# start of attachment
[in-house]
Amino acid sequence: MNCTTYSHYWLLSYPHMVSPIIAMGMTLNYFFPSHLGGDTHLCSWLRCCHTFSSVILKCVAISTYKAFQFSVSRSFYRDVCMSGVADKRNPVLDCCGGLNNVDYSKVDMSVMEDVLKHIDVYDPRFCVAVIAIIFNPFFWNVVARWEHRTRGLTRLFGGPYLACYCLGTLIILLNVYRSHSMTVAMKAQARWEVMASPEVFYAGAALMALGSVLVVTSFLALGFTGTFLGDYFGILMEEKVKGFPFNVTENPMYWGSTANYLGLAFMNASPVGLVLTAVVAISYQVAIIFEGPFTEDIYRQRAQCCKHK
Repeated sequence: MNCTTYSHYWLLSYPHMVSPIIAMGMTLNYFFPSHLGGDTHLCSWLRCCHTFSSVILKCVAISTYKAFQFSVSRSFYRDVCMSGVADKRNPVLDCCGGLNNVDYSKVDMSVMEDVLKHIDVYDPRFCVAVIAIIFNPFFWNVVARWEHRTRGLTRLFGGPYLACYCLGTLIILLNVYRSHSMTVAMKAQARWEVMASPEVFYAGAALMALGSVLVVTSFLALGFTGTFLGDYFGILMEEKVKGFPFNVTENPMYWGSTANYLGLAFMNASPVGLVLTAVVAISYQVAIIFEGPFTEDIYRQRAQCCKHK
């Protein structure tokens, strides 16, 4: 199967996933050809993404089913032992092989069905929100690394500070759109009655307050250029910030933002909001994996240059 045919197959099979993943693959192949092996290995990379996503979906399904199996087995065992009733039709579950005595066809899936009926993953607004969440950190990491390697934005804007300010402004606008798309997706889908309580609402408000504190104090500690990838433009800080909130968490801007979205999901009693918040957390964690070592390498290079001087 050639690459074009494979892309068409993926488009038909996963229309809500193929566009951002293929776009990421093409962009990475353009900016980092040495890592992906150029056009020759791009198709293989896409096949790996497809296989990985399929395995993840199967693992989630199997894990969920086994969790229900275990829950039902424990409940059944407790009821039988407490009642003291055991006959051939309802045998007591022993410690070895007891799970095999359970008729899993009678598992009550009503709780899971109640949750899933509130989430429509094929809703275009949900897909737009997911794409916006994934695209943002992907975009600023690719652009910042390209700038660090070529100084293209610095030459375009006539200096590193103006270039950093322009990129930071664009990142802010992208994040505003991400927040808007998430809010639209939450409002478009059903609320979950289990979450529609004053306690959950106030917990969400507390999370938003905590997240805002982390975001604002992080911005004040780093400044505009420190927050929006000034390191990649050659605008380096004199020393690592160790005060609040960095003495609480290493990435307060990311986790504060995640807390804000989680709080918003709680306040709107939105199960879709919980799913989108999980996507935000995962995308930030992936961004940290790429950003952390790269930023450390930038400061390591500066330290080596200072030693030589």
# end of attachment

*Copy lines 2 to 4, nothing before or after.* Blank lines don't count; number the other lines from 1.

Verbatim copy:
Amino acid sequence: MNCTTYSHYWLLSYPHMVSPIIAMGMTLNYFFPSHLGGDTHLCSWLRCCHTFSSVILKCVAISTYKAFQFSVSRSFYRDVCMSGVADKRNPVLDCCGGLNNVDYSKVDMSVMEDVLKHIDVYDPRFCVAVIAIIFNPFFWNVVARWEHRTRGLTRLFGGPYLACYCLGTLIILLNVYRSHSMTVAMKAQARWEVMASPEVFYAGAALMALGSVLVVTSFLALGFTGTFLGDYFGILMEEKVKGFPFNVTENPMYWGSTANYLGLAFMNASPVGLVLTAVVAISYQVAIIFEGPFTEDIYRQRAQCCKHK
Repeated sequence: MNCTTYSHYWLLSYPHMVSPIIAMGMTLNYFFPSHLGGDTHLCSWLRCCHTFSSVILKCVAISTYKAFQFSVSRSFYRDVCMSGVADKRNPVLDCCGGLNNVDYSKVDMSVMEDVLKHIDVYDPRFCVAVIAIIFNPFFWNVVARWEHRTRGLTRLFGGPYLACYCLGTLIILLNVYRSHSMTVAMKAQARWEVMASPEVFYAGAALMALGSVLVVTSFLALGFTGTFLGDYFGILMEEKVKGFPFNVTENPMYWGSTANYLGLAFMNASPVGLVLTAVVAISYQVAIIFEGPFTEDIYRQRAQCCKHK
């Protein structure tokens, strides 16, 4: 199967996933050809993404089913032992092989069905929100690394500070759109009655307050250029910030933002909001994996240059 045919197959099979993943693959192949092996290995990379996503979906399904199996087995065992009733039709579950005595066809899936009926993953607004969440950190990491390697934005804007300010402004606008798309997706889908309580609402408000504190104090500690990838433009800080909130968490801007979205999901009693918040957390964690070592390498290079001087 050639690459074009494979892309068409993926488009038909996963229309809500193929566009951002293929776009990421093409962009990475353009900016980092040495890592992906150029056009020759791009198709293989896409096949790996497809296989990985399929395995993840199967693992989630199997894990969920086994969790229900275990829950039902424990409940059944407790009821039988407490009642003291055991006959051939309802045998007591022993410690070895007891799970095999359970008729899993009678598992009550009503709780899971109640949750899933509130989430429509094929809703275009949900897909737009997911794409916006994934695209943002992907975009600023690719652009910042390209700038660090070529100084293209610095030459375009006539200096590193103006270039950093322009990129930071664009990142802010992208994040505003991400927040808007998430809010639209939450409002478009059903609320979950289990979450529609004053306690959950106030917990969400507390999370938003905590997240805002982390975001604002992080911005004040780093400044505009420190927050929006000034390191990649050659605008380096004199020393690592160790005060609040960095003495609480290493990435307060990311986790504060995640807390804000989680709080918003709680306040709107939105199960879709919980799913989108999980996507935000995962995308930030992936961004940290790429950003952390790269930023450390930038400061390591500066330290080596200072030693030589």